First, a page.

Home Read Classic Album Reviews: Björk | Family Tree + Greatest Hits

Classic Album Reviews: Björk | Family Tree + Greatest Hits

Either way, you won’t get all the puzzle pieces. Which is probably how she likes it.


This came out in 2002 – or at least that’s when I got it. Here’s what I said about it back then (with some minor editing):


You think Björk is puzzling? Just try to put her new retrospective box set Family Tree back together once you’ve opened it.

This little sucker consists of four three-inch mini-discs in teeny-tiny gatefold cardboard sleeves, another one in a plastic sleeve, one full-size (and full-length) CD without a sleeve and two oddly shaped booklets — all of which are almost impossible to fit back into the skinny little pink plastic case and embossed cardboard sleeve designed to hold them. That is, I suppose, a fairly apt (if not wholly intentional) analogy for the way this quirky Icelandic alt-thrush stubbornly refuses to be restrained by musical pigeonholes.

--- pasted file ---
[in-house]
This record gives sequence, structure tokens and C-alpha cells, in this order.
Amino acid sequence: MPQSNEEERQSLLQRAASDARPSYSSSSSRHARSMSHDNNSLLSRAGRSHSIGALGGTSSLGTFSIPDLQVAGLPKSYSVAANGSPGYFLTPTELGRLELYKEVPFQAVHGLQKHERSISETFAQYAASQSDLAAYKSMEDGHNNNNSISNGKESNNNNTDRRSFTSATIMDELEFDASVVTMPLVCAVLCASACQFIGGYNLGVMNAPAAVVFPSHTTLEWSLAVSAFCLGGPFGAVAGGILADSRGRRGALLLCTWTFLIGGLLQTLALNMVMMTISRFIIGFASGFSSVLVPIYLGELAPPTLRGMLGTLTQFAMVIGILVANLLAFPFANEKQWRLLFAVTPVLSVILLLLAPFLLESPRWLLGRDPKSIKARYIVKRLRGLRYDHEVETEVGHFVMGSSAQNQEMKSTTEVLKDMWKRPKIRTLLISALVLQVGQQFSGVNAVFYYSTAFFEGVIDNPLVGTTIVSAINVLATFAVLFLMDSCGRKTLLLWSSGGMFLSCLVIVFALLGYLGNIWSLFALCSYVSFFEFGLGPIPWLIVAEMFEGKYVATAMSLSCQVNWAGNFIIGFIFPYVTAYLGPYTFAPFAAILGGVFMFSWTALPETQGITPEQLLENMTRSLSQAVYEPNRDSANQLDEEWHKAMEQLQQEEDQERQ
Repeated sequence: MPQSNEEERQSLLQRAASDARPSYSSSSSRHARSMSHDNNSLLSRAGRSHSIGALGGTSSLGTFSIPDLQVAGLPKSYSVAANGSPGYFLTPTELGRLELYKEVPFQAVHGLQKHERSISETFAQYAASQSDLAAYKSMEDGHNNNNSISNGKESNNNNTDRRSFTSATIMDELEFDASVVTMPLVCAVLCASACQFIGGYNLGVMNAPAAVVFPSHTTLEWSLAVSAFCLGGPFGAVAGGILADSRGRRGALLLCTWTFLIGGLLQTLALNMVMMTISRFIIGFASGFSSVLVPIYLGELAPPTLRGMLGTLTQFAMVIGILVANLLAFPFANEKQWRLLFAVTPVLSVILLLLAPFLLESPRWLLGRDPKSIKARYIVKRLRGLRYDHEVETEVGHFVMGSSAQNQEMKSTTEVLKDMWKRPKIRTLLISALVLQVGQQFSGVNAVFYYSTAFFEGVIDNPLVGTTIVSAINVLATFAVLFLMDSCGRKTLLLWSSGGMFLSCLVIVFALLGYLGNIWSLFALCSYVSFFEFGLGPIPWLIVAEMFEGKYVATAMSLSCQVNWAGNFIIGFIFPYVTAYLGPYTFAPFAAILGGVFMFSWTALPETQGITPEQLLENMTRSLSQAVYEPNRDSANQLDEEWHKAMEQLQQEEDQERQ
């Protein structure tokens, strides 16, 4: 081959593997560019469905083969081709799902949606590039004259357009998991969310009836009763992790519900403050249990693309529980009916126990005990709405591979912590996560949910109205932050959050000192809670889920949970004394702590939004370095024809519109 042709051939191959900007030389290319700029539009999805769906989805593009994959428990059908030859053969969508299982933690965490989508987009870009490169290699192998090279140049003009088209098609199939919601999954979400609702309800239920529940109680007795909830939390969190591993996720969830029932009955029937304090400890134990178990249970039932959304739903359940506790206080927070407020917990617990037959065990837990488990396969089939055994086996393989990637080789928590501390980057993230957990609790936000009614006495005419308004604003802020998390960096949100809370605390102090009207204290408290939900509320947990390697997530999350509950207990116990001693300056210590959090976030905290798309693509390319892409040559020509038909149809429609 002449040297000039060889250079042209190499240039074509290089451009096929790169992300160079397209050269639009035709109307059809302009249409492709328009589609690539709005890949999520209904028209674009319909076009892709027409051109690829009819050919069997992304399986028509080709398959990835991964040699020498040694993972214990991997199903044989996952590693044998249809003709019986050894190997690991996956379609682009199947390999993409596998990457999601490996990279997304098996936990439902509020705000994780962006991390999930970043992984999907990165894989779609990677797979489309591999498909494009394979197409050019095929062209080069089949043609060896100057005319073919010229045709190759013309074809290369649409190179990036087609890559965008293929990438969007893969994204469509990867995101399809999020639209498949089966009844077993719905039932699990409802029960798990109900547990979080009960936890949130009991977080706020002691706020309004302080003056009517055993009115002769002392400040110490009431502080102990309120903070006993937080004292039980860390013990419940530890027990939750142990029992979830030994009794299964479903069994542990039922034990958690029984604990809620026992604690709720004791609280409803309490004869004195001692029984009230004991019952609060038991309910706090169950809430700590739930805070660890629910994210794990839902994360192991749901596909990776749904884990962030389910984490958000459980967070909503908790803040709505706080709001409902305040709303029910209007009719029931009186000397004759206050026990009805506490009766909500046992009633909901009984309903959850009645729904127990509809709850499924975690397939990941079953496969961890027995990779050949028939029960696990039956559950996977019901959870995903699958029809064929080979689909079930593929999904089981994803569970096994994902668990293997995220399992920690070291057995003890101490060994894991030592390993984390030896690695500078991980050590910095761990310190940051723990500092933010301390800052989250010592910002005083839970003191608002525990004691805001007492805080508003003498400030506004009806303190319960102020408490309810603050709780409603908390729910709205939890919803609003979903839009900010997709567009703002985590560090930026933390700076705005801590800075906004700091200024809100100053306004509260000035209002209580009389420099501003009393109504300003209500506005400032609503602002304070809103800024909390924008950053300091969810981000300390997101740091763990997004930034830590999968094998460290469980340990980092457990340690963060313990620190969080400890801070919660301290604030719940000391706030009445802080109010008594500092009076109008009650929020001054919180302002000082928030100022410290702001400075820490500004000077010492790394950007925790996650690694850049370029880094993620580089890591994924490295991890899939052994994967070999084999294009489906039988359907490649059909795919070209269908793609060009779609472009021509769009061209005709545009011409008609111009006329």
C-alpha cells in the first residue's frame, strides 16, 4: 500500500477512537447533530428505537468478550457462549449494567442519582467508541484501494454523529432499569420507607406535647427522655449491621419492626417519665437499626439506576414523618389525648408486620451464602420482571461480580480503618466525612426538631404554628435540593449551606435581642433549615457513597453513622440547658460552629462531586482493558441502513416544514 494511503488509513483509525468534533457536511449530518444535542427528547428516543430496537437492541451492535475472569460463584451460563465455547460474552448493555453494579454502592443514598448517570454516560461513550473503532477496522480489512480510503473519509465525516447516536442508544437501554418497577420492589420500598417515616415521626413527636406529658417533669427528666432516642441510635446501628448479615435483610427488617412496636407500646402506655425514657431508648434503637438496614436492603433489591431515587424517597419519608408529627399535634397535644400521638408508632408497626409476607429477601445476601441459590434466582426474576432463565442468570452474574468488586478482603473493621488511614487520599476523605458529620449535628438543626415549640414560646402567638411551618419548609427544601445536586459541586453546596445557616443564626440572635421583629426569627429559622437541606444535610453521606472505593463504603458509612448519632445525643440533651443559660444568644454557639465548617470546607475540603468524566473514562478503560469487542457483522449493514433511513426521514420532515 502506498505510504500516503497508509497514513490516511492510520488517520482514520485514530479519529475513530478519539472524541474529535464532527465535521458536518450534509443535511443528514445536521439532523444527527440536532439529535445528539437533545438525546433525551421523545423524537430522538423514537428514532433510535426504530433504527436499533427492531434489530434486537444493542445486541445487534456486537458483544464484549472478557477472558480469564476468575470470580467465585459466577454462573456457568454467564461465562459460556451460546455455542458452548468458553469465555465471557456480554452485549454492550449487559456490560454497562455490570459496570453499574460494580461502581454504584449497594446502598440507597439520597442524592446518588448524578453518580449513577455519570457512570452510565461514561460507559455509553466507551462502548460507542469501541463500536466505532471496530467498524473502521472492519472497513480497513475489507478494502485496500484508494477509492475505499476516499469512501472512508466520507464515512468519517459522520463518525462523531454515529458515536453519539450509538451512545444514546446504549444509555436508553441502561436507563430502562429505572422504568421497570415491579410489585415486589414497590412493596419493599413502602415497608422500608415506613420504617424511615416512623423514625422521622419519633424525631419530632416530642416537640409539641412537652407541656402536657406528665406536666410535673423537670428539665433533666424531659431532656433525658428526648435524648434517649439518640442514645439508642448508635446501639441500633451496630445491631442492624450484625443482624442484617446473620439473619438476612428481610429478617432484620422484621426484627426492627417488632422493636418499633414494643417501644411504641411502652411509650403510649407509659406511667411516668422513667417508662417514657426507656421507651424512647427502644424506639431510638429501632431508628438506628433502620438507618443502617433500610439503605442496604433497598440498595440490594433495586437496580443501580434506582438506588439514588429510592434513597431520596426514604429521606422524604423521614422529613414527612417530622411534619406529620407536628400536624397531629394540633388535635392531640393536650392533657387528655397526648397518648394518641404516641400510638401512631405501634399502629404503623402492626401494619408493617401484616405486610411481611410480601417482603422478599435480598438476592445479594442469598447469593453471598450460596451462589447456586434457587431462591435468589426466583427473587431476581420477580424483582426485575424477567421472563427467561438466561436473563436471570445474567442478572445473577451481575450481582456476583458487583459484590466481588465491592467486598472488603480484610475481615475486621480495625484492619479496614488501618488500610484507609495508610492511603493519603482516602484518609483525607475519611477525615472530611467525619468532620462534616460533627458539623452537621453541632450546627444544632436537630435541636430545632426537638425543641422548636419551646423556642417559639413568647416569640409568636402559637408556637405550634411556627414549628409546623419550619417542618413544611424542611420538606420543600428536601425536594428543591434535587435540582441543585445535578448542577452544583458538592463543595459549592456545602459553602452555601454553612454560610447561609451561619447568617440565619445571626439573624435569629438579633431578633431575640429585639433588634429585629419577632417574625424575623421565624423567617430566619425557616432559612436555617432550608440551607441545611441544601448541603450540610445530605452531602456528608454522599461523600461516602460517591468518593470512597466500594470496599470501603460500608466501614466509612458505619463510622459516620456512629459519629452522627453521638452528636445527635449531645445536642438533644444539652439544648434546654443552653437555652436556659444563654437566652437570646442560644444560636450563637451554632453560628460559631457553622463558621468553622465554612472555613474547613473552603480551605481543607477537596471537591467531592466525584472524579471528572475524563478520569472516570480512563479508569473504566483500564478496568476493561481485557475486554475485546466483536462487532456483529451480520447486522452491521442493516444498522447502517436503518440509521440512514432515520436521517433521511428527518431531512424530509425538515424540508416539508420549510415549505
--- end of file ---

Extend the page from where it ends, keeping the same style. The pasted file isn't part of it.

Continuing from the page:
For those who appreciate a little structure, though, Family Tree thankfully is broken into four distinct part: Roots, which features old Sugarcubes-era tunes and her early solo efforts; Beats, which collects some of her first flirtatious experiments with electronics; Strings, a set of collaborations with the neo-classical Brodsky Quartet; and Words, a booklet of lyrics for many (but not all) of the songs.

What you won’t find anywhere here, however, are hits — while Family Tree does include a Greatest Hits disc, its tracks were chosen by Björk, who naturally rejects her most-popular fare in favour of album cuts like Unravel, Scattershot and You’ve Been Flirting Again. If you want to hear Army Of Me or Hidden Place, you’ll have to pick up the separate single-disc Greatest Hits album. But either way, you still won’t get all the pieces of the puzzle that is Björk. Which is probably just how she likes it.